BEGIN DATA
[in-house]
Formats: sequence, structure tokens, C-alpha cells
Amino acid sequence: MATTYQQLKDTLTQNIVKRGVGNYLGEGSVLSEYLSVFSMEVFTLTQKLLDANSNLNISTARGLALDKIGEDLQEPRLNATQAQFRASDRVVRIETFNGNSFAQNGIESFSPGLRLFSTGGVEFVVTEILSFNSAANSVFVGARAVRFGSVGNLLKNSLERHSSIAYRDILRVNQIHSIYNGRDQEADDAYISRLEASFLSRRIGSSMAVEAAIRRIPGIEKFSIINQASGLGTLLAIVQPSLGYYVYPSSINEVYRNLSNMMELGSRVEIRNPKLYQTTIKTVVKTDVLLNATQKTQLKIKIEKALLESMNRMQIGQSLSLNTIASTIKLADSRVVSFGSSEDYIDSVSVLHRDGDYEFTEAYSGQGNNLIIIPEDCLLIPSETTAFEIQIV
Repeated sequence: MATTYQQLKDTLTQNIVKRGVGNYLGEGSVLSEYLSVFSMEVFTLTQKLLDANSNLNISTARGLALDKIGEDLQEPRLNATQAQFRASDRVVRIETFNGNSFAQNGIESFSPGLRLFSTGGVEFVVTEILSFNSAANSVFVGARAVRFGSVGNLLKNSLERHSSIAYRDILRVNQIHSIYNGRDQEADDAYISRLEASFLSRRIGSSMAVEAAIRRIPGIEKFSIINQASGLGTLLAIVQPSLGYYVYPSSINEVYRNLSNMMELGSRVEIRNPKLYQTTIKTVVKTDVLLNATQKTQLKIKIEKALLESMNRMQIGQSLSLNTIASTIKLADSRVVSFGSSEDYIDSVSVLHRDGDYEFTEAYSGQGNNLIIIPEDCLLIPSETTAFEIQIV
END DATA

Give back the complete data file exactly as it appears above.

[in-house]
Formats: sequence, structure tokens, C-alpha cells
Amino acid sequence: MATTYQQLKDTLTQNIVKRGVGNYLGEGSVLSEYLSVFSMEVFTLTQKLLDANSNLNISTARGLALDKIGEDLQEPRLNATQAQFRASDRVVRIETFNGNSFAQNGIESFSPGLRLFSTGGVEFVVTEILSFNSAANSVFVGARAVRFGSVGNLLKNSLERHSSIAYRDILRVNQIHSIYNGRDQEADDAYISRLEASFLSRRIGSSMAVEAAIRRIPGIEKFSIINQASGLGTLLAIVQPSLGYYVYPSSINEVYRNLSNMMELGSRVEIRNPKLYQTTIKTVVKTDVLLNATQKTQLKIKIEKALLESMNRMQIGQSLSLNTIASTIKLADSRVVSFGSSEDYIDSVSVLHRDGDYEFTEAYSGQGNNLIIIPEDCLLIPSETTAFEIQIV
Repeated sequence: MATTYQQLKDTLTQNIVKRGVGNYLGEGSVLSEYLSVFSMEVFTLTQKLLDANSNLNISTARGLALDKIGEDLQEPRLNATQAQFRASDRVVRIETFNGNSFAQNGIESFSPGLRLFSTGGVEFVVTEILSFNSAANSVFVGARAVRFGSVGNLLKNSLERHSSIAYRDILRVNQIHSIYNGRDQEADDAYISRLEASFLSRRIGSSMAVEAAIRRIPGIEKFSIINQASGLGTLLAIVQPSLGYYVYPSSINEVYRNLSNMMELGSRVEIRNPKLYQTTIKTVVKTDVLLNATQKTQLKIKIEKALLESMNRMQIGQSLSLNTIASTIKLADSRVVSFGSSEDYIDSVSVLHRDGDYEFTEAYSGQGNNLIIIPEDCLLIPSETTAFEIQIV